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Global Burden of Cancer From 2010 to 2019


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In an analysis reported in JAMA Oncology, researchers in the Global Burden of Disease 2019 Cancer Collaboration found a global increase in new cases of cancer, cancer deaths, and cancer-related disability-adjusted life-years (DALYs) between 2010 and 2019, with aspects of cancer burden differing according to sociodemographic index (SDI) status. 

Study Details

The Global Burden of Diseases, Injuries, and Risk Factors Study 2019 (GBD 2019) includes data on cancer burden for 29 cancer groups in 204 countries and territories. The current analysis estimated cancer incidence, mortality, years lived with disability, years of life lost, and DALYs in 2019 and since 2010. Estimates were also analyzed according to SDI, a composite measure of educational attainment, income per capita, and total fertility rate in persons aged < 25 years.

The results of this systematic analysis suggest that the global burden of cancer is substantial and growing, with burden differing by SDI. These results provide comprehensive and comparable estimates that can potentially inform efforts toward equitable cancer control around the world.
— Global Burden of Disease 2019 Cancer Collaboration

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Key Findings

Globally, in 2019, there were an estimated 23.6 million (95% uncertainty interval [UI] = 22.2–24.9 million) new cancer cases (17.2 million, excluding nonmelanoma skin cancers) and 10.0 million (95% UI = 9.36–10.6 million) cancer deaths, with an estimated 250 million (235–264 million) DALYs due to cancer.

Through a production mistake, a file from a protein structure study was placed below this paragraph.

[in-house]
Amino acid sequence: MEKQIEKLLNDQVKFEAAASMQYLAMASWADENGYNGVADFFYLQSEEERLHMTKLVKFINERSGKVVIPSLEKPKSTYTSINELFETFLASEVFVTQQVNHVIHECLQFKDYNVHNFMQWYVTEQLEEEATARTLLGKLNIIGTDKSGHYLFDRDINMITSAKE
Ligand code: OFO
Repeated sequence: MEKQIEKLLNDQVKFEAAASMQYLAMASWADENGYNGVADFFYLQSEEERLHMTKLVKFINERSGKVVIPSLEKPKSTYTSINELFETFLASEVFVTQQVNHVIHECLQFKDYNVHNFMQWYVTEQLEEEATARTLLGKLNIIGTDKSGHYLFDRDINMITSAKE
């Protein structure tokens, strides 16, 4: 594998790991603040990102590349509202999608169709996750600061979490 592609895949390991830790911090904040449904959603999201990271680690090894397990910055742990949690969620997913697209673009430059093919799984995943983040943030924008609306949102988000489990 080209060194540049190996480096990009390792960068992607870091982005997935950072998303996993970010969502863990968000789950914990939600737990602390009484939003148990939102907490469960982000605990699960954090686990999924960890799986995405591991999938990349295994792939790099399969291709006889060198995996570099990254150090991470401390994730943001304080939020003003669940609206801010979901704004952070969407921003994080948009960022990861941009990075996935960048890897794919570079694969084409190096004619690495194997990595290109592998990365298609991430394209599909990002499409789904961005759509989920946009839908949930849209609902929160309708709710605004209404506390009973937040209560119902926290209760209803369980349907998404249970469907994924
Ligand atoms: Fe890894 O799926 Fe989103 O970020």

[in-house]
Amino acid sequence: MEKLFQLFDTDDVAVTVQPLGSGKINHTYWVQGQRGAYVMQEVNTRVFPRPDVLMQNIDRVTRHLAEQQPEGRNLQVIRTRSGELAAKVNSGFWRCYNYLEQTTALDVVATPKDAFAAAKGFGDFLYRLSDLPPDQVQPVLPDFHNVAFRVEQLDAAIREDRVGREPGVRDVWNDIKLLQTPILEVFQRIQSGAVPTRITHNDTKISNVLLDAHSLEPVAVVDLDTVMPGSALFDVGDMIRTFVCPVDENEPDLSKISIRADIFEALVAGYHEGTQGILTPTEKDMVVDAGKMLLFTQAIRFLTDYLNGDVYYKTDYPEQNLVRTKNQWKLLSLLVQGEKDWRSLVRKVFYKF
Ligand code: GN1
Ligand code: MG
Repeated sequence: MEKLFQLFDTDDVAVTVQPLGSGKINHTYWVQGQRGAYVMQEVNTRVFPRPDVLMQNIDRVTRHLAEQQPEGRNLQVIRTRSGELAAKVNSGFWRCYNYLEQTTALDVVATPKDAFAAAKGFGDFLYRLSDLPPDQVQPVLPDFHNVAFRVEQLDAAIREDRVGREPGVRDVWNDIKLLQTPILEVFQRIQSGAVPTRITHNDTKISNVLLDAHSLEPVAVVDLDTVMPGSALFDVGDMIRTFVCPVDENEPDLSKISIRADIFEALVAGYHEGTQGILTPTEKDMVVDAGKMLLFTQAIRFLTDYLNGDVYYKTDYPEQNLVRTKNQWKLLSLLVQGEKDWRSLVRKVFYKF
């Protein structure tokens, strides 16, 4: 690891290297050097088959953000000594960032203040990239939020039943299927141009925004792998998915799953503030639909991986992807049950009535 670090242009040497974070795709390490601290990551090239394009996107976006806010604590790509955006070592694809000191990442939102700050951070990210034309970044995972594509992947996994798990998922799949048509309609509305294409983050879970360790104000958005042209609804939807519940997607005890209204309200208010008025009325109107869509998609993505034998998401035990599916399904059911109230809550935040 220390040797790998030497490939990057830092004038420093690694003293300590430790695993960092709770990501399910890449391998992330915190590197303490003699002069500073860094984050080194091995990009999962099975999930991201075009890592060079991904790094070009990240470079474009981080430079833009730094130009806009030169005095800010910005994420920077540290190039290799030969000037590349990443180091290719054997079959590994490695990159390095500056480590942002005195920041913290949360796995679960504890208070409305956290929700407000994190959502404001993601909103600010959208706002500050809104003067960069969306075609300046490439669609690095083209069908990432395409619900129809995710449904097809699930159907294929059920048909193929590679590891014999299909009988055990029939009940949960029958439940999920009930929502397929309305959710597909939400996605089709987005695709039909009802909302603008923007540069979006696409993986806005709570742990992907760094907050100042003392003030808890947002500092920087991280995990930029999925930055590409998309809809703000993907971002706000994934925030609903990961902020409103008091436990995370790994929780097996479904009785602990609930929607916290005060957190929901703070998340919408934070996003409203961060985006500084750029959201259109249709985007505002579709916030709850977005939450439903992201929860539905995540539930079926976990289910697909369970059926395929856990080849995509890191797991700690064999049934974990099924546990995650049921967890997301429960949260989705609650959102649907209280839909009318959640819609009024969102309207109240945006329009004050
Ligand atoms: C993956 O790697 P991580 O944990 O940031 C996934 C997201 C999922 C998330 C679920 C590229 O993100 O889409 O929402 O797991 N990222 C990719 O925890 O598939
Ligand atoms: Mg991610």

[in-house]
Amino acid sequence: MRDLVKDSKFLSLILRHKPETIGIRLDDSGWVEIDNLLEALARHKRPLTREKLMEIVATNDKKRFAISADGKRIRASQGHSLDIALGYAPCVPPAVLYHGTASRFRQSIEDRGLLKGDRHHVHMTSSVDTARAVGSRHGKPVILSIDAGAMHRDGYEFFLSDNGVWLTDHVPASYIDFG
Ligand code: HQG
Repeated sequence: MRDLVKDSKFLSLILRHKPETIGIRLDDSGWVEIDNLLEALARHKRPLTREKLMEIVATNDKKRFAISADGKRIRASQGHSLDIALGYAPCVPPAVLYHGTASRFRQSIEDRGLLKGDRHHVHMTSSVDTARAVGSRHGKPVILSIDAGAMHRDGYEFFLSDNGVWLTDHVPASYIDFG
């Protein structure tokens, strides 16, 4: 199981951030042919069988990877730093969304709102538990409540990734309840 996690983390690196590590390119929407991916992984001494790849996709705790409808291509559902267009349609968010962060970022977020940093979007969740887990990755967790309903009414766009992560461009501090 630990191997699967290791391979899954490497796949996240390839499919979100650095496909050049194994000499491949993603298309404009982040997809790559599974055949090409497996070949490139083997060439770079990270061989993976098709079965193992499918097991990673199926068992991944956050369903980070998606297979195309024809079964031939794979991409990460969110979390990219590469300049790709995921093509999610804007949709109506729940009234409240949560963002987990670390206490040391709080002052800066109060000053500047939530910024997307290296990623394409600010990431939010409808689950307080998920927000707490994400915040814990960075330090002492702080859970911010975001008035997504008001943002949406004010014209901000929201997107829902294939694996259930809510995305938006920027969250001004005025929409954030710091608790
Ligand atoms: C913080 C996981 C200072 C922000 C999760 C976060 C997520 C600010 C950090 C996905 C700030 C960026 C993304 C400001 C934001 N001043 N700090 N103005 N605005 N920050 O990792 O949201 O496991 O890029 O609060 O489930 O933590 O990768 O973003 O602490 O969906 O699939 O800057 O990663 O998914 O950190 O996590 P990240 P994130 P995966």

Compared with 2010 estimates, these figures represent increases of 26.3% in new cases (18.7 million, 95% UI = 18.0–19.3 million), 20.9% in cancer deaths (8.29 million, 95% UI = 7.89–8.57 million), and 16.0% in DALYs (216 million, 95% UI = 208–223 million).

Among 22 groups of diseases and injuries included in the GBD 2019 study, cancer was second only to cardiovascular diseases in number of deaths, years of life lost, and DALYs in 2019.

Cancer burden differed across SDI quintiles. In 2019, the proportion of years lived with disability that contributed to DALYs increased with SDI, ranging from 1.4% (95% UI = 1.1%–1.8%) in the low SDI quintile to 5.7% (95% UI = 4.2%–7.1%) in the high SDI quintile. In 2019, the high SDI quintile had the highest number of new cases (5.56 million, 95% UI = 5.02–6.09 million, excluding nonmelanoma skin cancers). The middle SDI quintile had the highest number of cancer deaths (2.88 million, 95% UI = 2.62­–3.15 million) and DALYs (76.3 million, 95% UI = 69.7–83.2 million).

From 2010 to 2019, the low and low-middle SDI quintiles exhibited the largest percentage of increases in numbers of new cases (annual increases of 3.5% and 3.7%) and cancer deaths (annual increases of 3.2% and 3.3%).

The investigators concluded, “The results of this systematic analysis suggest that the global burden of cancer is substantial and growing, with burden differing by SDI. These results provide comprehensive and comparable estimates that can potentially inform efforts toward equitable cancer control around the world.”

Jonathan M. Kocarnik, PhD, MPH, of the Institute for Health Metrics and Evaluation, University of Washington, Seattle, is the corresponding author for the JAMA Oncology article.

Disclosure: The study was funded by the Bill & Melinda Gates Foundation, American Lebanese Syrian Associated Charities, and others. For full disclosures of the study authors, visit jamanetwork.com.

The content in this post has not been reviewed by the American Society of Clinical Oncology, Inc. (ASCO®) and does not necessarily reflect the ideas and opinions of ASCO®.
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